The Makiki area desperately needs a public library.
When I was growing up, I had to take the bus to the Hawaii State Library, or travel farther away to the ones in Manoa and McCully.
While I support the use of Loveland Academy on Piikoi for transitional housing, instead of serving 45 families, the state could support early literacy for the entire neighborhood, especially young students who attend Queen Kaahumanu Elementary School or Lincoln Elementary, by establishing a new library there.
If this cannot be done, then the state should definitely step in to improve the current community library in the park.
The community library looks a lot better after the renovations, but it is still behind the state public libraries due to limited resources and funding.
Last I heard, funds for a public library in Makiki were approved in 2013. Why has there been no progress on this?
Cataluna speaks for the ‘unheard-from’
I find the letter claiming that Lee Cataluna’s columns have become “angrier,” “meaner,” “divisive” and “abrasive” to be overly critical, unfair and just wrong (“Cataluna should be more positive,” Star-Advertiser, Letters, Jan. 8).
Cataluna is thoughtful, insightful and independently critical, and her commentaries are timely, articulate, sensitive and even passionate.
I appreciate the fact that her concerns often reflect those of unheard-from communities (e.g., plantation workers, elderly/ infirm folks, construction- oppressed Farrington Highway residents).
I also admire her willingness and honesty in taking issue with popular opinions (e.g., against June Jones, for GMO companies).
Whether we agree with her positions or not, we should be thinking about them. Personally, I don’t mind her complaints about the truly insane traffic congestion that suffocates everyone living west and north of the airport.
None of us should disagree with Jeff Merz’s hope that we all embrace the ideals of community, cooperation and warmth, but muzzling Lee Cataluna and writers like her is not a solution to Hawaii’s ills.
Cataluna tells it like it is, thank goodness
We just love to read Lee Cataluna’s column.
She tells it like it is and at times may offend some people, but they have the choice to read the column or not.
Do not advise or suggest what she should write (“Cataluna should be more positive,” Star-Advertiser, Letters, Jan. 8).
Our state is so behind the times in everything, such as bad roads, schools, parks, teachers’ pay and minimum wages. She opens the can of worms.
Don’t impose Hawaii ‘right to work’ here
Growing up in California, I’ve already seen what happens when large-scale cuts are made to wages and benefits.
In Hawaii, it’s not just our benefits that are at stake. Our jobs and our livelihood are in jeopardy. Cutting wages and benefits is just the beginning.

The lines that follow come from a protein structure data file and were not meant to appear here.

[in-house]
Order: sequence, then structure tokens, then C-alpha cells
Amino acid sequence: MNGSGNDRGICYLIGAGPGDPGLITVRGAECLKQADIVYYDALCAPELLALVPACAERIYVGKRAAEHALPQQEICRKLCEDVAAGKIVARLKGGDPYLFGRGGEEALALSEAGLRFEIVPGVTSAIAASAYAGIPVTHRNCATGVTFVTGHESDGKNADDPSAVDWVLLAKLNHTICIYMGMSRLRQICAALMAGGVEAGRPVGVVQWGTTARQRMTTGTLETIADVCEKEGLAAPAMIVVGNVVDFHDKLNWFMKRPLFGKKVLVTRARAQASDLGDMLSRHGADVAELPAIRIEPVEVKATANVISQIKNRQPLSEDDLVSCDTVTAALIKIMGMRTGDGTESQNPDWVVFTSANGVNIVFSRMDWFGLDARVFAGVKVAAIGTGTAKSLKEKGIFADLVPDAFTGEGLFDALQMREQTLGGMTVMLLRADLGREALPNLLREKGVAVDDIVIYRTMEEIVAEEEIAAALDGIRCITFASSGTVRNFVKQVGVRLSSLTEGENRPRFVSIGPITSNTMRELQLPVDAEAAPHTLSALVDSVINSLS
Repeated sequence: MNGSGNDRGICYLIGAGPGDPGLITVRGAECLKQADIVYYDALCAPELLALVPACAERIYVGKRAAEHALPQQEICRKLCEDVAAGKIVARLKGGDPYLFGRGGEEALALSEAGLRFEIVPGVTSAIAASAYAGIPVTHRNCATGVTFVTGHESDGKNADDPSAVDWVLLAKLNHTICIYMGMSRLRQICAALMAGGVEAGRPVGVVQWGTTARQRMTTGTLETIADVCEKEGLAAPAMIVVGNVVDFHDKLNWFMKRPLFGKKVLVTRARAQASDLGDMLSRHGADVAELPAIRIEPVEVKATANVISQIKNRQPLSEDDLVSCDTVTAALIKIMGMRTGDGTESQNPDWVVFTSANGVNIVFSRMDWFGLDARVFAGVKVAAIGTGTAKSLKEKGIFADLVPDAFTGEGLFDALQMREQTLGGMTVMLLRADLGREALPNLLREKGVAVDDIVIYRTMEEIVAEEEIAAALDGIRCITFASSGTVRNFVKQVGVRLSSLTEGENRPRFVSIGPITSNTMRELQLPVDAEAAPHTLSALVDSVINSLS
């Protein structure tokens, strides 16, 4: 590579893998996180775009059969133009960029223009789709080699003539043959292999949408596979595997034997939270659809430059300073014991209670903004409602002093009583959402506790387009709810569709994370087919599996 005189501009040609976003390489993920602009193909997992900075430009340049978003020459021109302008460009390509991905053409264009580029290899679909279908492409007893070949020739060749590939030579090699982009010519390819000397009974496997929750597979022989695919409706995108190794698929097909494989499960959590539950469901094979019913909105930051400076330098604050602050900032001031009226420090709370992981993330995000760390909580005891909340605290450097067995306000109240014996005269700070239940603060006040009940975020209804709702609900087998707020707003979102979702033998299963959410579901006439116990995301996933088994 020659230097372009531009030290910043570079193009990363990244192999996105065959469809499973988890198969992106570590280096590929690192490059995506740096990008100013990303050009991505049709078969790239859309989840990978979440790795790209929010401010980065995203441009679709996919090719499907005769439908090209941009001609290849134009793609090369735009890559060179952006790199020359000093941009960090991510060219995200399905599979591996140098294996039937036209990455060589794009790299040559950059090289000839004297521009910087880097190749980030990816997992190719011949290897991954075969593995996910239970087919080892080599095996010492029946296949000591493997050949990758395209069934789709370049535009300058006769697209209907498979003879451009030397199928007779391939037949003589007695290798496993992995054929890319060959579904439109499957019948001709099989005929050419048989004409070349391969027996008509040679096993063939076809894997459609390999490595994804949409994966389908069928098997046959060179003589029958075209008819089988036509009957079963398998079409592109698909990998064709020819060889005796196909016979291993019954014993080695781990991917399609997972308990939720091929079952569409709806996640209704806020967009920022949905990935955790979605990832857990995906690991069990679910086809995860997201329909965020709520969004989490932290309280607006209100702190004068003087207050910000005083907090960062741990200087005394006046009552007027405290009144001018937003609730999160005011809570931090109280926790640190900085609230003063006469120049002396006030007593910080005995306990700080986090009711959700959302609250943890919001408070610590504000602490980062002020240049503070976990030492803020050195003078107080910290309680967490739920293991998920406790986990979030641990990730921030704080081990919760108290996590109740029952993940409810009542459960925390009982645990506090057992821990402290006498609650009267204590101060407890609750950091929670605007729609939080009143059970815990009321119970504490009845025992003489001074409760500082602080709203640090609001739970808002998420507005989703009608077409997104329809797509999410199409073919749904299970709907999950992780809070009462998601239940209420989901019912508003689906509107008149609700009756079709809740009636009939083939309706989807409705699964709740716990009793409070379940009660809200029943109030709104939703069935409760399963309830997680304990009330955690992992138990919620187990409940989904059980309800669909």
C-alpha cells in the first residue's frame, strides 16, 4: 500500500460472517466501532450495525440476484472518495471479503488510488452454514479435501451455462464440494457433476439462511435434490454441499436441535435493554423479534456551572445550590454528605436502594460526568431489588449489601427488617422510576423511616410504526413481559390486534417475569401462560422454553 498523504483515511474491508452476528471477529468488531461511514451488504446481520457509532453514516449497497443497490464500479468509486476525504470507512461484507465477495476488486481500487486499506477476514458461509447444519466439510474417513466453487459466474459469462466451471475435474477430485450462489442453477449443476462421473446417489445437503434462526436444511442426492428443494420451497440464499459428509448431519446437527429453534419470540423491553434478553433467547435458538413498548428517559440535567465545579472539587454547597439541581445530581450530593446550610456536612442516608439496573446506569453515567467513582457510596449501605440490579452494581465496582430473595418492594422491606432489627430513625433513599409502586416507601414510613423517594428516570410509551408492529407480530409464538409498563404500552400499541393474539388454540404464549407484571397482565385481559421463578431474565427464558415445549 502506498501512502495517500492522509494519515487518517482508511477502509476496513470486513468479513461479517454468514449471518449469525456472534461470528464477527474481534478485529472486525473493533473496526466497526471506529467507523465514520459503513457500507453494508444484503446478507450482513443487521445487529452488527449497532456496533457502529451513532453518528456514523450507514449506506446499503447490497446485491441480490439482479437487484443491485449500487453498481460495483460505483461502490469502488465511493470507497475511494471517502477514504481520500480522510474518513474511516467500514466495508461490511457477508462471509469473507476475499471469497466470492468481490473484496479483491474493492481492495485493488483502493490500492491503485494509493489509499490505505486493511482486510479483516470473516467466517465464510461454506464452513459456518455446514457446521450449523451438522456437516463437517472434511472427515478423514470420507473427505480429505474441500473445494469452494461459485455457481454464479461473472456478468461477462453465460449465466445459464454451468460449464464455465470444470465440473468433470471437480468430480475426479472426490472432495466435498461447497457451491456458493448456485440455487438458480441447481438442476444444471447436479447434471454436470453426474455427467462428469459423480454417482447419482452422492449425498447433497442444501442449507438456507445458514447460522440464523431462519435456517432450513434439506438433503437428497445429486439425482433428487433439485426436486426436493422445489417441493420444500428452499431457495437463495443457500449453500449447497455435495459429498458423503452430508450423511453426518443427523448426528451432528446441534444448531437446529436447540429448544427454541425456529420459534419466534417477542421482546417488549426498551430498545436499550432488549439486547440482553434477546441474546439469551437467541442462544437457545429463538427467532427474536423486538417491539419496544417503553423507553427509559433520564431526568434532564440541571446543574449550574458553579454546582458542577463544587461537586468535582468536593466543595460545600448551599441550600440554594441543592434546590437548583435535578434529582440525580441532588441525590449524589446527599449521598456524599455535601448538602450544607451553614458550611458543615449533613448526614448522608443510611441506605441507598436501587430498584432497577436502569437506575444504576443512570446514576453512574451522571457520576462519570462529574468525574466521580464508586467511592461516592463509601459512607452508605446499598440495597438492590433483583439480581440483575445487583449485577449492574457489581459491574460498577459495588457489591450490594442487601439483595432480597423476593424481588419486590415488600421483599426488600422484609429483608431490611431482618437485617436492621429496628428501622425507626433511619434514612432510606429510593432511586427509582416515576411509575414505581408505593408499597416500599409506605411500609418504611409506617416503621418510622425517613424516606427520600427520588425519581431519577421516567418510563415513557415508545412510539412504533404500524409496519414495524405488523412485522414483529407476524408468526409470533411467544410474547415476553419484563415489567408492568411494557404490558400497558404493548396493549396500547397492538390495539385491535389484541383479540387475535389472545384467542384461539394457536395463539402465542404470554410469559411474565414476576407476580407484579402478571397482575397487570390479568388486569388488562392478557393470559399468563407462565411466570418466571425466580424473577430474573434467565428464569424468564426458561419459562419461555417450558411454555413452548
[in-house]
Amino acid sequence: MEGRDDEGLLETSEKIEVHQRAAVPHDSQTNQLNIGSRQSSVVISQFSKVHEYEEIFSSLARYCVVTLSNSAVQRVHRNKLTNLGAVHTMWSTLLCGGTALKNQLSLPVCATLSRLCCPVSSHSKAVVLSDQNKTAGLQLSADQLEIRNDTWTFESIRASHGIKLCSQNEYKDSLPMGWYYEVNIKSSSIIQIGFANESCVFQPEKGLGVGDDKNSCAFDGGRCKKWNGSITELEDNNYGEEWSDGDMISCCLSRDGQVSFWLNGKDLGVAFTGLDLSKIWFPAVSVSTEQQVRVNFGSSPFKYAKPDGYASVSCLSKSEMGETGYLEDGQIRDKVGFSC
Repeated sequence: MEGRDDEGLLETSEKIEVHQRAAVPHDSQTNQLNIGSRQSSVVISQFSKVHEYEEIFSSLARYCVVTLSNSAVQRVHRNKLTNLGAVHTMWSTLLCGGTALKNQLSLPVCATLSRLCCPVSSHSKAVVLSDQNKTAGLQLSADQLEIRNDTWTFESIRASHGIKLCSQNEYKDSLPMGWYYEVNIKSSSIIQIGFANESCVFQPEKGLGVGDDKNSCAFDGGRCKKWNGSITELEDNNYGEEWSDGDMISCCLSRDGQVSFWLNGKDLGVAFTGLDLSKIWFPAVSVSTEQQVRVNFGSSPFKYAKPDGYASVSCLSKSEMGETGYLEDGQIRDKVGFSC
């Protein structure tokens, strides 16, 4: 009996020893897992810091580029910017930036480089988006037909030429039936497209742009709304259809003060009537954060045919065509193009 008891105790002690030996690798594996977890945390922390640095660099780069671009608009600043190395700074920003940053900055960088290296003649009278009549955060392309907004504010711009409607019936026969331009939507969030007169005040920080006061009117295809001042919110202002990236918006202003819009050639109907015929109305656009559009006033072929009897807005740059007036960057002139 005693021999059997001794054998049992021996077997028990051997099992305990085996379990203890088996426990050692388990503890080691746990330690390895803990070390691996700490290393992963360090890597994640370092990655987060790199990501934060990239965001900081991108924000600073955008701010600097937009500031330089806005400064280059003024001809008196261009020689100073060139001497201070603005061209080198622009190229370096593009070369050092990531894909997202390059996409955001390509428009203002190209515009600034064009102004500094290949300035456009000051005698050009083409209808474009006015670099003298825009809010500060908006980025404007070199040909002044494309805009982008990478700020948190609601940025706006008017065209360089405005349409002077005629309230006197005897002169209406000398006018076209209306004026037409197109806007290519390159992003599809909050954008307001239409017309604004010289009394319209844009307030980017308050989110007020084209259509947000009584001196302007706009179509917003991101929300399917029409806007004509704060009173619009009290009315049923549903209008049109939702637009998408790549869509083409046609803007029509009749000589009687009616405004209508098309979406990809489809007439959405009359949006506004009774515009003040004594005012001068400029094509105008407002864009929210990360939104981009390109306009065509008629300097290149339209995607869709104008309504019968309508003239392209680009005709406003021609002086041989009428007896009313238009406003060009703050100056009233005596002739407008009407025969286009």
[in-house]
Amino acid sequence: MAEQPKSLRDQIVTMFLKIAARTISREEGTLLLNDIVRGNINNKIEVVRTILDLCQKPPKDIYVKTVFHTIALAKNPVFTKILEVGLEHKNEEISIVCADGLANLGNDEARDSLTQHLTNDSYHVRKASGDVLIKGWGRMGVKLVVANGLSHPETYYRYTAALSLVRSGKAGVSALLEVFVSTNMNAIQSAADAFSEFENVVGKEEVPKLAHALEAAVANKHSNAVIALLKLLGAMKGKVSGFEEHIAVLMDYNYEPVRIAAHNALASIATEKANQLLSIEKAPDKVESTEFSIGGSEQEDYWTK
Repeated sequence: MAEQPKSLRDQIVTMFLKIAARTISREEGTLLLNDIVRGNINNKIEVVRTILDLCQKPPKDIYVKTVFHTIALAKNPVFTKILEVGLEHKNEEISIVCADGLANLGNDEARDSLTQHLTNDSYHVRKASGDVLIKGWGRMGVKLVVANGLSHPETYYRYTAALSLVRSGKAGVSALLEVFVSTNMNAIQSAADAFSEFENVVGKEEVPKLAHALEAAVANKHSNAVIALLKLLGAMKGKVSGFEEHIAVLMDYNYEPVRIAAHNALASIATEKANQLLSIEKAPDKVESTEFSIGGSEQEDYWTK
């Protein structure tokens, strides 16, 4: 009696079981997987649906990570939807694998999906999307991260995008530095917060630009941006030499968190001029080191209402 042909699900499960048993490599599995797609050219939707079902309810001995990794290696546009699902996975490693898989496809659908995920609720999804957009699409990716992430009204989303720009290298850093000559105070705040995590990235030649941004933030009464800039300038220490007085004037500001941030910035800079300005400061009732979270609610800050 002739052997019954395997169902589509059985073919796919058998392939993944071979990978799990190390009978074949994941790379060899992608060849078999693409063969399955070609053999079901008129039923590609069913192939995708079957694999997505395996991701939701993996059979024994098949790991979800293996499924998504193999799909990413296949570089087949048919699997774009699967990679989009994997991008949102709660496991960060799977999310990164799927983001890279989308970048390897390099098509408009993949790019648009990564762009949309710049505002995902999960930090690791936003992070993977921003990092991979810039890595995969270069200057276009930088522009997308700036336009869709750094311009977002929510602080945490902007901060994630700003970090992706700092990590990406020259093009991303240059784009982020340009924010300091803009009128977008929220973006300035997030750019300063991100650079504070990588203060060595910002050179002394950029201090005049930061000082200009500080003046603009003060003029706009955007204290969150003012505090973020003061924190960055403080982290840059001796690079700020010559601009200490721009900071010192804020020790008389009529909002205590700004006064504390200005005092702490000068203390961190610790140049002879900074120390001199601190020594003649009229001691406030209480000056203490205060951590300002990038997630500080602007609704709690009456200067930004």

The “1 percent” wants us to believe “right to work” is a good thing, but really, it cripples employees’ rights in the workplace. If Hawaii becomes a “right to work” state, employers will be able to impose non-negotiable pay cuts, take away benefits or even terminate employees without cause. Bottom line, we’ll all be expendable.
As a state worker, I’m concerned the Friedrichs v. California Teachers Association case will catch us off-guard and allow wealthy corporations to take away everything we’ve been working to preserve. We need to wake up. This is happening now.
Facts in fact suggest Agent Orange toxic
I think Peter Caldwell should check his facts on Agent Orange (“Check facts on Agent Orange,” Star-Advertiser, Letters, Jan. 6).
There is much documentation that 19 million gallons of Monsanto’s Agent Orange/dioxin and other herbicides sprayed in Vietnam caused diseases for U.S. military personnel and Vietnamese civilians. Seven large chemical-manufacturing companies, including Monsanto, paid $240 million in compensation to veterans and their next of kin.
The Veterans Administration has recognized presumptive diseases associated with exposure to Agent Orange or other herbicides: AL amyloidosis, chronic B-cell leukemias, chloracne, diabetes mellitus (type 2), Hodgkin’s disease, ischemic heart disease, multiple myeloma, non-Hodgkin’s lymphoma, Parkinson’s disease, peripheral neuropathy, porphyria cutanea tarda, prostate cancer, respiratory cancers and soft-tissue sarcomas.
Additionally, the U.S. has funded an $87 million project to remediate 73,000 cubic meters of Agent Orange/dioxin “hotspot” soils at the Danang, Vietnam, airport. There are 30 other “hotspots” in Vietnam.
U.S. Army colonel (retired)
DOE could use help with procurements
I agree with state Reps. Richard Onishi and Matthew LoPresti regarding the $35 million for a new building on the Campbell High School campus (“Questions about the math,” Star-Advertiser, Jan. 8).
This cost seems excessive compared to an entire campus, which is perhaps more needed, as suggested. It is vital that resources are allocated for needed infrastructure to our schools; however, we must do this thoughtfully and prudently.
Moreover, state Rep. Sylvia Luke has brought attention to a very large, perhaps systemic, problem within the state Department of Education’s procurement process. The DOE could use support from the state procurement office to help structure procurement policy as well as add qualified staff.
Finally, perhaps we need a definite annual budget appropriation of $50 million to $100 million specifically for a defined list of DOE infrastructure upgrades from school to school, with incentives for efficient budget use and application of a competitive bidding process.